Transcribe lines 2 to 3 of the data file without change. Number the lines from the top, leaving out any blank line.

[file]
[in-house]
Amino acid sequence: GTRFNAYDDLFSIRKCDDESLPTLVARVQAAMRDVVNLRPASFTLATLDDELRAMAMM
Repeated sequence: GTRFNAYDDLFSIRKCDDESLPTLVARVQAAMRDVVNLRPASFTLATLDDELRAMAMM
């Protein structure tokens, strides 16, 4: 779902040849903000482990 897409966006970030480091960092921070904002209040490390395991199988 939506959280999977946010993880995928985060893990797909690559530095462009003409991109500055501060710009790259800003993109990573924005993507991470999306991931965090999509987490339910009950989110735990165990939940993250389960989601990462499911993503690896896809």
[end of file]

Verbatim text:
Amino acid sequence: GTRFNAYDDLFSIRKCDDESLPTLVARVQAAMRDVVNLRPASFTLATLDDELRAMAMM
Repeated sequence: GTRFNAYDDLFSIRKCDDESLPTLVARVQAAMRDVVNLRPASFTLATLDDELRAMAMM